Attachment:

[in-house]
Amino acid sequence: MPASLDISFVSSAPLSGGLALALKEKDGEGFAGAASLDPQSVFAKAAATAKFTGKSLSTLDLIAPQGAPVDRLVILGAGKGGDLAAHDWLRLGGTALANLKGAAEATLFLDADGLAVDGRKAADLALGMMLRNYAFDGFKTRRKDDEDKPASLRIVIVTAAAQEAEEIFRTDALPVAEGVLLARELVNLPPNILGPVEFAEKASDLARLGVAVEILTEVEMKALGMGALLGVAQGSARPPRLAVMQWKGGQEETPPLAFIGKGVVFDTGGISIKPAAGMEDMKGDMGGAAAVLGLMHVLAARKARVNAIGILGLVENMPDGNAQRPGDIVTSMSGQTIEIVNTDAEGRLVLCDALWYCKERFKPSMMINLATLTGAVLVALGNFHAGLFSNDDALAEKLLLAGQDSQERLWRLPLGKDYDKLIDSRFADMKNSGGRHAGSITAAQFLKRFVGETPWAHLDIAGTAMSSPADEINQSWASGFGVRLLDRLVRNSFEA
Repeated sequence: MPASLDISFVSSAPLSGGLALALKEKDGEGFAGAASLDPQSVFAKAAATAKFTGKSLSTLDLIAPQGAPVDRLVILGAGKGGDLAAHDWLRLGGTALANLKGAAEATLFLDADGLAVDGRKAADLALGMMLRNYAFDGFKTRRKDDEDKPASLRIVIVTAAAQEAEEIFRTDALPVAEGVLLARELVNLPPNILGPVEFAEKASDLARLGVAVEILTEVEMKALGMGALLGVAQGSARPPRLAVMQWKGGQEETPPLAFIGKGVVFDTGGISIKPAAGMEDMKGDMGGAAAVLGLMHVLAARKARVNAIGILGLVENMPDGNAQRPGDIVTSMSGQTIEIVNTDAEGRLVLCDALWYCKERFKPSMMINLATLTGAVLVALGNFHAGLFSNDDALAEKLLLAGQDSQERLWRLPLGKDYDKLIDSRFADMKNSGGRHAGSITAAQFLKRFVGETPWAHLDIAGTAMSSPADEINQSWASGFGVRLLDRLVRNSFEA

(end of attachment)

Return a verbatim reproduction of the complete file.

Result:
[in-house]
Amino acid sequence: MPASLDISFVSSAPLSGGLALALKEKDGEGFAGAASLDPQSVFAKAAATAKFTGKSLSTLDLIAPQGAPVDRLVILGAGKGGDLAAHDWLRLGGTALANLKGAAEATLFLDADGLAVDGRKAADLALGMMLRNYAFDGFKTRRKDDEDKPASLRIVIVTAAAQEAEEIFRTDALPVAEGVLLARELVNLPPNILGPVEFAEKASDLARLGVAVEILTEVEMKALGMGALLGVAQGSARPPRLAVMQWKGGQEETPPLAFIGKGVVFDTGGISIKPAAGMEDMKGDMGGAAAVLGLMHVLAARKARVNAIGILGLVENMPDGNAQRPGDIVTSMSGQTIEIVNTDAEGRLVLCDALWYCKERFKPSMMINLATLTGAVLVALGNFHAGLFSNDDALAEKLLLAGQDSQERLWRLPLGKDYDKLIDSRFADMKNSGGRHAGSITAAQFLKRFVGETPWAHLDIAGTAMSSPADEINQSWASGFGVRLLDRLVRNSFEA
Repeated sequence: MPASLDISFVSSAPLSGGLALALKEKDGEGFAGAASLDPQSVFAKAAATAKFTGKSLSTLDLIAPQGAPVDRLVILGAGKGGDLAAHDWLRLGGTALANLKGAAEATLFLDADGLAVDGRKAADLALGMMLRNYAFDGFKTRRKDDEDKPASLRIVIVTAAAQEAEEIFRTDALPVAEGVLLARELVNLPPNILGPVEFAEKASDLARLGVAVEILTEVEMKALGMGALLGVAQGSARPPRLAVMQWKGGQEETPPLAFIGKGVVFDTGGISIKPAAGMEDMKGDMGGAAAVLGLMHVLAARKARVNAIGILGLVENMPDGNAQRPGDIVTSMSGQTIEIVNTDAEGRLVLCDALWYCKERFKPSMMINLATLTGAVLVALGNFHAGLFSNDDALAEKLLLAGQDSQERLWRLPLGKDYDKLIDSRFADMKNSGGRHAGSITAAQFLKRFVGETPWAHLDIAGTAMSSPADEINQSWASGFGVRLLDRLVRNSFEA